Tech Industry

Uber gets Lakers' Lonzo Ball to rescue its image

Commentary: In a new campaign, the ridesharing service gets an NBA rookie in the back of a car to be interrogated by an Uber driver.

Technically Incorrect offers a slightly twisted take on the tech that's taken over our lives.


He looks excited to be in the ads.

Uber/YouTube screenshot by Chris Matyszczyk/CNET

What can Uber say about itself that hasn't already been said by others?

For those in the know, the brand has been tainted by at least as many scandals as, well, at least one government I could mention.

Recently, the company has seen its first drop in business passengers, too. Perhaps the tawdriness of the Uber corporate image is, after all, having an effect.

Still, Uber's first chief brand officer Bozoma Saint John has just released a new campaign to make you feel good about the ridesharing service again.

It features Los Angeles Lakers' rookie point guard Lonzo Ball riding in a car and answering fascinating questions posed by ESPN's Sportscenter co-anchor Cari Champion. 

Champion has become, Ad Age reports, an Uber driver for the very privilege of having sports stars riding in the back of her car to be interviewed.

This truly becomes a ride-share when Champion picks up another passenger. Thankfully, it's not Ball's infamously verbose dad LaVar. Instead, it's his teammate Kyle Kuzma.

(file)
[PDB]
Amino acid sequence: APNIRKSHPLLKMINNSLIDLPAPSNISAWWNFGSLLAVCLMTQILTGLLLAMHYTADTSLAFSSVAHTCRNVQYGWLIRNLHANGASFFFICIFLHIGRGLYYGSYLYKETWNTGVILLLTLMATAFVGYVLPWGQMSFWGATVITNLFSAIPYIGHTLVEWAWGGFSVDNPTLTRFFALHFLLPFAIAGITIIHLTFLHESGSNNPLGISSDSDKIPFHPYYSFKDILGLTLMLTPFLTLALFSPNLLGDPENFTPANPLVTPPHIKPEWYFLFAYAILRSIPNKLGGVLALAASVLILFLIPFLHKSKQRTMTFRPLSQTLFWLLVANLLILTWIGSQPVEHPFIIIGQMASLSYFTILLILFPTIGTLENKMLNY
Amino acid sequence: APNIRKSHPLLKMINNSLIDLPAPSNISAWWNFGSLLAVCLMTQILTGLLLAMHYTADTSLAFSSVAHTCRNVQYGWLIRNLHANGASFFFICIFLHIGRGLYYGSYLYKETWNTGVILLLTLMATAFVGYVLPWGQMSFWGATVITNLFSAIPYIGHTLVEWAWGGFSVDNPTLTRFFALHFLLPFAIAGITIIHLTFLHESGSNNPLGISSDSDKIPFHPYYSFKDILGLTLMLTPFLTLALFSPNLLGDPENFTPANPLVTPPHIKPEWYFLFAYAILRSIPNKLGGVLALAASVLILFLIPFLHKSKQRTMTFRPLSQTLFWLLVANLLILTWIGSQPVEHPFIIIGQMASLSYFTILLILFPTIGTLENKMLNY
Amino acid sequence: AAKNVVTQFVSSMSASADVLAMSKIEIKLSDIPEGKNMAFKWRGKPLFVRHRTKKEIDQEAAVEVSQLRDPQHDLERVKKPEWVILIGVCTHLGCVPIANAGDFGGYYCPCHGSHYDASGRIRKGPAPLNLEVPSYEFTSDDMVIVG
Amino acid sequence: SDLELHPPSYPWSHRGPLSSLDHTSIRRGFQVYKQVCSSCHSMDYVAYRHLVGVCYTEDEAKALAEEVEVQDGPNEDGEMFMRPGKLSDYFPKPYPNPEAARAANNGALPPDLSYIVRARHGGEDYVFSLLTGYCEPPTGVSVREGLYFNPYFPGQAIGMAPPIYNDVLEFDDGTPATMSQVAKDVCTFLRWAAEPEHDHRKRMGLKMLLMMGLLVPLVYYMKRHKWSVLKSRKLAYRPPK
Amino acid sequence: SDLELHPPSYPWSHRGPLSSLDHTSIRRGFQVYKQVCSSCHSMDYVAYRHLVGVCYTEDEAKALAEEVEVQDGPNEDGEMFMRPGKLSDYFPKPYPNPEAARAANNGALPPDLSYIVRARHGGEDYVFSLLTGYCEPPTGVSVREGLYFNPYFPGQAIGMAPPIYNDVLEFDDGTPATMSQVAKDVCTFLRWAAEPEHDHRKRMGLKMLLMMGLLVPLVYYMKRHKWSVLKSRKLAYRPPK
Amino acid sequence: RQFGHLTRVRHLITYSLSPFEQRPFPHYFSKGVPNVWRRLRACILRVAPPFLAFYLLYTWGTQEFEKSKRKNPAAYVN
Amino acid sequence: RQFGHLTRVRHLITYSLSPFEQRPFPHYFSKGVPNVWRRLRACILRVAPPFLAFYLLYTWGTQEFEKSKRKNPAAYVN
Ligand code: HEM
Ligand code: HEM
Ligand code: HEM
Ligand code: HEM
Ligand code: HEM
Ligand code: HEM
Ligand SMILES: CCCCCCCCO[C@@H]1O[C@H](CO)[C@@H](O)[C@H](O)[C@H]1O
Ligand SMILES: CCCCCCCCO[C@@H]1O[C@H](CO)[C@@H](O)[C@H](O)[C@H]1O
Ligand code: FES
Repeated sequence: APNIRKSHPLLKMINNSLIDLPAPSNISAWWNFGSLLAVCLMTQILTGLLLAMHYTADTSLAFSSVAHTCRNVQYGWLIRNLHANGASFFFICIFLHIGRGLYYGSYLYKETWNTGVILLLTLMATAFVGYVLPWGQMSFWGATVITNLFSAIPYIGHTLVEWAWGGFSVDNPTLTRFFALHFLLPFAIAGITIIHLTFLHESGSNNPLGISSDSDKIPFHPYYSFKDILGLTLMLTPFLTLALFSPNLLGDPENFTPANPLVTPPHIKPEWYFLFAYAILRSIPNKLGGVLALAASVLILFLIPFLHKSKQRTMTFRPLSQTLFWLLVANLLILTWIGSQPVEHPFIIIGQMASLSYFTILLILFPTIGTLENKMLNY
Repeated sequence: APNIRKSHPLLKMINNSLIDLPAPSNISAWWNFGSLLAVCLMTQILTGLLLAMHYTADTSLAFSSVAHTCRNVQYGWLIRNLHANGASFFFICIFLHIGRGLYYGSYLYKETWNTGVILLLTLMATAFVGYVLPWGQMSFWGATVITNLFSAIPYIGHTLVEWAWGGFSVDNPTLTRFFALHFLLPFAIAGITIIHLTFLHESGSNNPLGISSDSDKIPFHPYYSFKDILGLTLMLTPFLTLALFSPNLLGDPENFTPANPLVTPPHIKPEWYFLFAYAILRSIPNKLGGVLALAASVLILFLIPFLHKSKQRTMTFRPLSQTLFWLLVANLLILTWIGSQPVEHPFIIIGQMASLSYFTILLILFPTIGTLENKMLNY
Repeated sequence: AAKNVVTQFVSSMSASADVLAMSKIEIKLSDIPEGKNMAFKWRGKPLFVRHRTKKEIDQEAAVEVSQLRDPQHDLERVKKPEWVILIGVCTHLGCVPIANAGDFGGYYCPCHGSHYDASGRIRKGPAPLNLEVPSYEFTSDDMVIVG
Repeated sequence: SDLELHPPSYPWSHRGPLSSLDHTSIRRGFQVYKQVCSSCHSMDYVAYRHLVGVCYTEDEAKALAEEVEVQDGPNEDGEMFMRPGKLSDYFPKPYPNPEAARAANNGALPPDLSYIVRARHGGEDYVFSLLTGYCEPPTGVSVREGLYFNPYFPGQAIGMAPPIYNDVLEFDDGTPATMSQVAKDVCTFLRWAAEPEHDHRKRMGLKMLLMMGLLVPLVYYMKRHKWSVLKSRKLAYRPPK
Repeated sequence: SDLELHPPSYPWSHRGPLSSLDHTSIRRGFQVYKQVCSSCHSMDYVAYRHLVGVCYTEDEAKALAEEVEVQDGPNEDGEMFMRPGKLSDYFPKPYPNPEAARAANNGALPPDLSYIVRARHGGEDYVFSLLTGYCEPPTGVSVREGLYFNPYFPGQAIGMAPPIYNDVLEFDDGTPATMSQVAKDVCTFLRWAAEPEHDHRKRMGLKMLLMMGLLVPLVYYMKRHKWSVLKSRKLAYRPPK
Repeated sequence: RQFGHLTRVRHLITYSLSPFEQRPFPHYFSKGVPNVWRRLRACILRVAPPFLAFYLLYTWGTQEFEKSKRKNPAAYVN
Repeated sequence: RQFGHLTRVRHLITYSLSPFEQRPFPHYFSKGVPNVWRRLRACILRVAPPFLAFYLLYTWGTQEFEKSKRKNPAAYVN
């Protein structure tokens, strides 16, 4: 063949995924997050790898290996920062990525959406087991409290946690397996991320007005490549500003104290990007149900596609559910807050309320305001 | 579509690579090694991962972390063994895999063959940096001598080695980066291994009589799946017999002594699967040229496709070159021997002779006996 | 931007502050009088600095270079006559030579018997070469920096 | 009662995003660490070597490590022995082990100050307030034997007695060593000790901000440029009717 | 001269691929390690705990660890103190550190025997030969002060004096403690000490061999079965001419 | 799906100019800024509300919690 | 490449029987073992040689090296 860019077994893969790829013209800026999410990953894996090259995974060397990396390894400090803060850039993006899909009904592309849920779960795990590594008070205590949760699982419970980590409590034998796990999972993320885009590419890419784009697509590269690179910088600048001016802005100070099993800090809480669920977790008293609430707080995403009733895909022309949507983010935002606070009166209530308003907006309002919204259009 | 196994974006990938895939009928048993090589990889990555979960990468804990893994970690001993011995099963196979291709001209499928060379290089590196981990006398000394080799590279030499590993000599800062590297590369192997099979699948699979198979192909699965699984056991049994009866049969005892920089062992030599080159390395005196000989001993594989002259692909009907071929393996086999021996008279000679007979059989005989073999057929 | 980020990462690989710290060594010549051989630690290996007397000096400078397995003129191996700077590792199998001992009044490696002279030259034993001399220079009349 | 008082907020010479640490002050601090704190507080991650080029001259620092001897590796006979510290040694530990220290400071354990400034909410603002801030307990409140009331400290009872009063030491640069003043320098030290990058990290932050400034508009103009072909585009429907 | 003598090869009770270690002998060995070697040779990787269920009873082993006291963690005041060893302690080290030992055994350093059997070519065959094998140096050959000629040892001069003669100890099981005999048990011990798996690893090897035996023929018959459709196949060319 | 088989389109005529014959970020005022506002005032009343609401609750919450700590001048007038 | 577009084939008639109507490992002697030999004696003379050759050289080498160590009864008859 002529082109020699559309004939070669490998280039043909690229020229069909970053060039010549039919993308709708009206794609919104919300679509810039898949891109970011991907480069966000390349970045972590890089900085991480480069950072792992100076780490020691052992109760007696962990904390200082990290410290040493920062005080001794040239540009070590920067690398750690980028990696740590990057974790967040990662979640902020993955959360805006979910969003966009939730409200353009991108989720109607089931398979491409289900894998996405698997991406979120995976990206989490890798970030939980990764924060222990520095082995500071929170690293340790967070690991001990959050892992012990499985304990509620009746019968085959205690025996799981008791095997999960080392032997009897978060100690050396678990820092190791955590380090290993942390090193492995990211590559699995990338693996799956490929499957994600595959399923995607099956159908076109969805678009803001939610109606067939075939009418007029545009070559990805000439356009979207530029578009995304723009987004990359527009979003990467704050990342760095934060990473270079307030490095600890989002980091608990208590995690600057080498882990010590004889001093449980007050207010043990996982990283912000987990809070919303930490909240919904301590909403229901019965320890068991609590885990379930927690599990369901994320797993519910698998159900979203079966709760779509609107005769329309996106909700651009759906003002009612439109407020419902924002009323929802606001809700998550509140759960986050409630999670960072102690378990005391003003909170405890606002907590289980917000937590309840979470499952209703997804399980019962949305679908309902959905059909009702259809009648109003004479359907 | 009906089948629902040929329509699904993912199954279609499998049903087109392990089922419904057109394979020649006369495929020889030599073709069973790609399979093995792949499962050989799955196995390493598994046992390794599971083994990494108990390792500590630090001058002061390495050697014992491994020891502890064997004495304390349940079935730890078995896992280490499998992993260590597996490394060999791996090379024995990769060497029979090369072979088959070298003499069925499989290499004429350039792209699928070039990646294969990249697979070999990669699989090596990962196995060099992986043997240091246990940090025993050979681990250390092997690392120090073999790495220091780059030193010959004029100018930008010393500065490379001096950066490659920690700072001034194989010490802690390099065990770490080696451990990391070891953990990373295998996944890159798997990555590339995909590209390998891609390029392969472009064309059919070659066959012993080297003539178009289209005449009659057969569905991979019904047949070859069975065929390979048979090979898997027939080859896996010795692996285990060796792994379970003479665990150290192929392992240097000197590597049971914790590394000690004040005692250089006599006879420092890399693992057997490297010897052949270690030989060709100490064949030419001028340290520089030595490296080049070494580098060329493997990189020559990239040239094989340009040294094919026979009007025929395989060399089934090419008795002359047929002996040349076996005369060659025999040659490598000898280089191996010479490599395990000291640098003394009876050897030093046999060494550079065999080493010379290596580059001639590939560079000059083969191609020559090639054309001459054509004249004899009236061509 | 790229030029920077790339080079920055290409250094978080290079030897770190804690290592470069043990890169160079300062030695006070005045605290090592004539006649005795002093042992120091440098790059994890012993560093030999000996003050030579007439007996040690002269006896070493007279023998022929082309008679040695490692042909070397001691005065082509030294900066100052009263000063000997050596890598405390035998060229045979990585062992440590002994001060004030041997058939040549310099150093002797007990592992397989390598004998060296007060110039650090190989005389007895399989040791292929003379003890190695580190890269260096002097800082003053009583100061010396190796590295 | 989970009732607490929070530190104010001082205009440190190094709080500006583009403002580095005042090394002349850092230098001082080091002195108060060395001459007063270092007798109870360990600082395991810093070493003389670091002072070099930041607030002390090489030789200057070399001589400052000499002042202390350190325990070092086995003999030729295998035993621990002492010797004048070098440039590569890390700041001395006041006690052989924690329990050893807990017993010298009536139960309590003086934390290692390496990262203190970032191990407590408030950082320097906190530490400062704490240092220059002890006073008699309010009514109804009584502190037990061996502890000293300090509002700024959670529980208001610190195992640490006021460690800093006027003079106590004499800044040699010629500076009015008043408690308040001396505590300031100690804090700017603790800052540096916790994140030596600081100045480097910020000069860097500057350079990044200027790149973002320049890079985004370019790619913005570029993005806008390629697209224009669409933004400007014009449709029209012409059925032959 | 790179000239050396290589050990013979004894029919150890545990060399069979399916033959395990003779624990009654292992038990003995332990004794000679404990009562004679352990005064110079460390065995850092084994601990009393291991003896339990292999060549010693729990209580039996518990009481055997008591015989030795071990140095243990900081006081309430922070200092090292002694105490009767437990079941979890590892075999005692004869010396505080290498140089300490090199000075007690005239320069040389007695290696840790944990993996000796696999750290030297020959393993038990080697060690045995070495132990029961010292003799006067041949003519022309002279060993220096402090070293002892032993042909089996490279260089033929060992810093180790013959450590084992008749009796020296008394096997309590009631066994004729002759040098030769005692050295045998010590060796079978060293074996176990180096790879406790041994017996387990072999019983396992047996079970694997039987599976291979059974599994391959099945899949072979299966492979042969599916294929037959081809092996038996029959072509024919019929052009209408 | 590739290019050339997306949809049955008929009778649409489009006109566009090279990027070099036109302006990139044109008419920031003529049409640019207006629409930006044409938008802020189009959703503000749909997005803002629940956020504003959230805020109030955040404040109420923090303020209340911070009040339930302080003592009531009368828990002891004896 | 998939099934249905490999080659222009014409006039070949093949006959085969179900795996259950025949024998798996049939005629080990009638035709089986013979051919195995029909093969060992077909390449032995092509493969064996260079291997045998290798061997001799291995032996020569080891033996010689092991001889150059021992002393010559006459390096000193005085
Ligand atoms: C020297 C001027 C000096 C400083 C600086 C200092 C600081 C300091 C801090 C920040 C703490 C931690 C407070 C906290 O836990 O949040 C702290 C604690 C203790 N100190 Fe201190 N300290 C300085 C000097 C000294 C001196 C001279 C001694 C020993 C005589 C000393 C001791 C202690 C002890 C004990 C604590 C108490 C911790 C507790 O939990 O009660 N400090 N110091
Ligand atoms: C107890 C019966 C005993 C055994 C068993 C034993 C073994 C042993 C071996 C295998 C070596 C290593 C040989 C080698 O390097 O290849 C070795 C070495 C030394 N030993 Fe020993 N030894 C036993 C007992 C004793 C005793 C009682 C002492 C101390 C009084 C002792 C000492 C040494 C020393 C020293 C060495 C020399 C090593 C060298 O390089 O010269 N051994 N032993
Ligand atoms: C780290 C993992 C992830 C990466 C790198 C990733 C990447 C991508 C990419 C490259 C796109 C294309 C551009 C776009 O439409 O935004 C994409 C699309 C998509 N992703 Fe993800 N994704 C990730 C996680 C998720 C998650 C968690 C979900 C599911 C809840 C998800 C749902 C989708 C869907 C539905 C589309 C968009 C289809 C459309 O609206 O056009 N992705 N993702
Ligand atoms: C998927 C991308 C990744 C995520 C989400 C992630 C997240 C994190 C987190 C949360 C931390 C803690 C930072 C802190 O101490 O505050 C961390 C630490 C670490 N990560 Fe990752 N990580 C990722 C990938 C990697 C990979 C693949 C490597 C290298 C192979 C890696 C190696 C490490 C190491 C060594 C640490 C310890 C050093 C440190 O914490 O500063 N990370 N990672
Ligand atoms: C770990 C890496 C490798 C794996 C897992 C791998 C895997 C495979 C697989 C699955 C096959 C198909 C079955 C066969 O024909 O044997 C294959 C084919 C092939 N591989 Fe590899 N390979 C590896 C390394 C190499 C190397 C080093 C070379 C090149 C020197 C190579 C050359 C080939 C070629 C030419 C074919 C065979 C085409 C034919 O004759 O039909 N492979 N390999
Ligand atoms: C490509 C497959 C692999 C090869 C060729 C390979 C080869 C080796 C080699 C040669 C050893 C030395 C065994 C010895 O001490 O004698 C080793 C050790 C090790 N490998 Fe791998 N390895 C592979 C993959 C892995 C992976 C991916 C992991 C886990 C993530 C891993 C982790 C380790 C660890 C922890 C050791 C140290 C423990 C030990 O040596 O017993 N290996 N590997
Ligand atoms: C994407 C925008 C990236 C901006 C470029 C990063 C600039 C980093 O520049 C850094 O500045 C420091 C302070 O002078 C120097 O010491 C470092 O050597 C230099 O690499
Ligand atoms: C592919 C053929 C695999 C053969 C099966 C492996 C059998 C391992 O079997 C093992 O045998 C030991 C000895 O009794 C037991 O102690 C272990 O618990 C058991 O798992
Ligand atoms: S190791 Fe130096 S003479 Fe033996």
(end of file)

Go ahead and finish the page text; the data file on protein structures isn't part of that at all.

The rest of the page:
The whole thing will either delight or dull, depending on your preference for the NBA and its stars. 

Wisely, Saint John hasn't chosen to address Uber's image problems at all in the ad, instead plumping for an attempt to be cool. Or, rather, "cool."

Perhaps less wisely, she's followed the very same playbook she used when she was an executive with Apple Music: get lots of stars in your ads and you'll be fine.

Just as those ads didn't seem to help Apple Music break Spotify's dominance, it's hard to see this pleasant frippery suddenly reversing Uber's current difficulties. 

Its main rival Lyft is tossing thinly veiled insults its way and, with its continual boardroom and legal turmoil, it's not as if Uber can easily fight back.

Uber didn't immediately respond to a request for comment.

Then again, I'm not sure how much many everyday riders really care about what happens inside Uber. The company has become a verb that stands for ridesharing -- which is an achievement when, to many, you've also become a byword for sexual discrimination and even privacy incursion.

Saint John isn't the only new face, though, trying to make Uber more socially acceptable. 

New CEO Dara Khosrowshahi has also tried to present a pleasing countenance as a counterpoint to the previous bro boorishness of former CEO Travis Kalanick.

Remember the last time you saw Kalanick in the back of an Uber? I fear he may not be the next famous person to be in the back of Champion's car for one of these ads.